Spirea is a much-loved spring and summer flowering shrub. An informal hedge of the classic Bridal Wreath Spirea with its cascading branches of white flowers is a lovely sight. Today’s varieties come in different sizes and leaf colors to suit any landscape need. There are pink, red, and white flowering varieties. Leaf color ranges from mid green to yellow/gold. Many have attractive fall color. All are easy care, growing in full sun or light shade. They are useful in foundation plantings, as hedges, and blend well with other shrubs in a mixed border. A light shearing of the plant after flowering will encourage additional blooming. If you should inherit an overgrown Spirea, it will take hard pruning well and will come back to flower again. And it is important to note that Spirea attract butterflies and are deer resistant.
Spirea x bumalda ‘Anthony Waterer’ ‘Anthony Waterer’ offers interesting foliage that emerges with reddish purple coloring in spring, matures to blue-green by summer and then turns bronze-red in fall. Deep pink semi-double flower clusters appear in early summer and will rebloom later in the season if the plant is gently sheared after the first flush of bloom. It is compact in its growth habit, reaching 3 feet tall and to 3-4 feet wide.
Spirea x bumalda ‘Goldflame’ ‘Goldflame’ is a dense mounded shrub that features attractive bronze-tinged new growth in spring which matures to soft yellow-green. Its bright pink flowers bloom in early summer. Fall foliage color is brilliant coppery-orange. It grows 3 feet tall and spreads slightly wider.
Spirea x bumalda ‘Goldmound’ ‘Goldmound’ has vibrant golden spring foliage, accented by clusters of pink flowers, making it a standout in the garden. The foliage cools to a yellowish green in summer then turns a rich, yellowish orange in fall. It reaches 2 to 3 feet in height and width.
Spirea x bumalda ‘Minigold’ As the name suggest, ‘Minigold’ is a smaller version of its cousins. The leaves are quite small and delicate looking. ‘Minigold’ grows 2 feet tall and spreads 2-3 feet wide. It is slow growing and forms a tight mound of cheerful yellow foliage topped with pink flowers.
Spirea x bumalda ‘Lemon Princess’ ‘Lemon Princess’ has gorgeous yellow foliage and flat clusters of pink summer flowers. The bright leaves hold their color for a long period and turn pinkish-red in fall color. The plant grows 1.5 to 2 feet tall with a slightly larger spread, making it ideal for rock gardens and perennial beds.
Spirea nipponica ‘Snowmound’ ‘Snowmound’ has graceful, spreading branches and spectacular clusters of white flowers in mid to late spring. The narrow foliage is a distinctive dark blue-green. It reaches 3 to 4 feet in height and width. ‘Snowmound’ received the Award of Garden Merit from the Royal Horticultural Society of Great Britain.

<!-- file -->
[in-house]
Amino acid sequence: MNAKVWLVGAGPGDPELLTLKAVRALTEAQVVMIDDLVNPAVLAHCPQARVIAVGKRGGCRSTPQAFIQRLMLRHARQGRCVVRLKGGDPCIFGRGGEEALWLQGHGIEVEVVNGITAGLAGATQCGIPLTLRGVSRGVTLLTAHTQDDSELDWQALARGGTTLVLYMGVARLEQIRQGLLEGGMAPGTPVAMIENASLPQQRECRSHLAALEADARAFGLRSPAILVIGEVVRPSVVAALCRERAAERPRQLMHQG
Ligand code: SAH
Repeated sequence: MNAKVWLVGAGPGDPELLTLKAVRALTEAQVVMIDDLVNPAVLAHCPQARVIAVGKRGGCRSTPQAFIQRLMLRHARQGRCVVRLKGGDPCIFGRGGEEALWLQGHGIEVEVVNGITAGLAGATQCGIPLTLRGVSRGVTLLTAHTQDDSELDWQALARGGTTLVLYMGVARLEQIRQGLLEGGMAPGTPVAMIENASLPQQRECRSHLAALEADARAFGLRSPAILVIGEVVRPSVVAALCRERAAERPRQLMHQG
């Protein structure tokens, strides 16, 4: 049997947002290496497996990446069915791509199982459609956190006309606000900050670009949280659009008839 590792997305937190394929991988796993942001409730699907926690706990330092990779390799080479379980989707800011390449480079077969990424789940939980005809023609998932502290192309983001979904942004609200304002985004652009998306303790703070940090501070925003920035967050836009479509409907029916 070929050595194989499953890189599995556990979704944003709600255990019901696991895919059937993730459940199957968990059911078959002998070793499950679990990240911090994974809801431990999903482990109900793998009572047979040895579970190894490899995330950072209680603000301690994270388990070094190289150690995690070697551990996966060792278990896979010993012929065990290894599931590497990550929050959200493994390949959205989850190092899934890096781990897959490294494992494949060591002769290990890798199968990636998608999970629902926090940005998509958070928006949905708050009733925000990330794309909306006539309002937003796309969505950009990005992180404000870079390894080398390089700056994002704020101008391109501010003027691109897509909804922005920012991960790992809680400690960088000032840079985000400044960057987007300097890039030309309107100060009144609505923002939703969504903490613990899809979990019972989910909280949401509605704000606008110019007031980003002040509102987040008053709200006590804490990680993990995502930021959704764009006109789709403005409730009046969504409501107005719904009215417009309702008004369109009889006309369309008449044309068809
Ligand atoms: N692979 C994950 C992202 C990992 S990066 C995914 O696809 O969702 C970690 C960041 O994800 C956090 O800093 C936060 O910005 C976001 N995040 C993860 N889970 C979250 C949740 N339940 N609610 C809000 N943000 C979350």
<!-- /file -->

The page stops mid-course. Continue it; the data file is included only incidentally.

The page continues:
Spirea japonica ‘Double Play Gold’ ‘Double Play Gold’ is noted for its attractive golden-yellow foliage that retains good color throughout the growing season. It is a dwarf, mounded cultivar that grows just 18-24 inches tall and slightly wider. Clear pink flowers appear from late spring to mid-summer and continue with an intermittent rebloom until frost. It adds easy, season long color to gardens with very little effort.
Spirea japonica ‘Little Princess’ ‘Little Princess’ has mint green foliage topped with dainty clusters of rose-pink blooms. It grows in a neat compact form, 2-3 feet tall and somewhat wider. The oval shaped leaves are sharply toothed, and take on attractive red hues in autumn.
Spirea japonica ‘Magic Carpet’ ‘Magic Carpet’ features bright golden to lime green foliage with vibrant red leaf tips. Cluster of deep pink flowers add to the colorful display in the summer. In fall, russet red tones give a new touch of color. It grows in a neat, low mounded form that reaches 1.5 to 2 feet tall and wide. The wonderful combination of colors brightens the landscape throughout the growing season.
Spirea thunbergi Ogon (Spirea ‘Mellow Yellow’) This Spirea is noted for its very early flowering time, wispy habit, and bright golden yellow leaves. In very early spring, before its leaves have unfurled, the slender branches are covered with dazzling white flowers borne in clusters. Its leaves are unlike most Spirea as they are feathery and willow-like. They emerge gold (“ogon” means gold in Japanese) and gradually change to bright green. In autumn, the leaves turn bright orange and remain on the plant very late into the season. Its twiggy, slender branches arch and flounce, giving Ogon Spirea a uniquely soft textural quality. It grows 3-5 feet in height and width.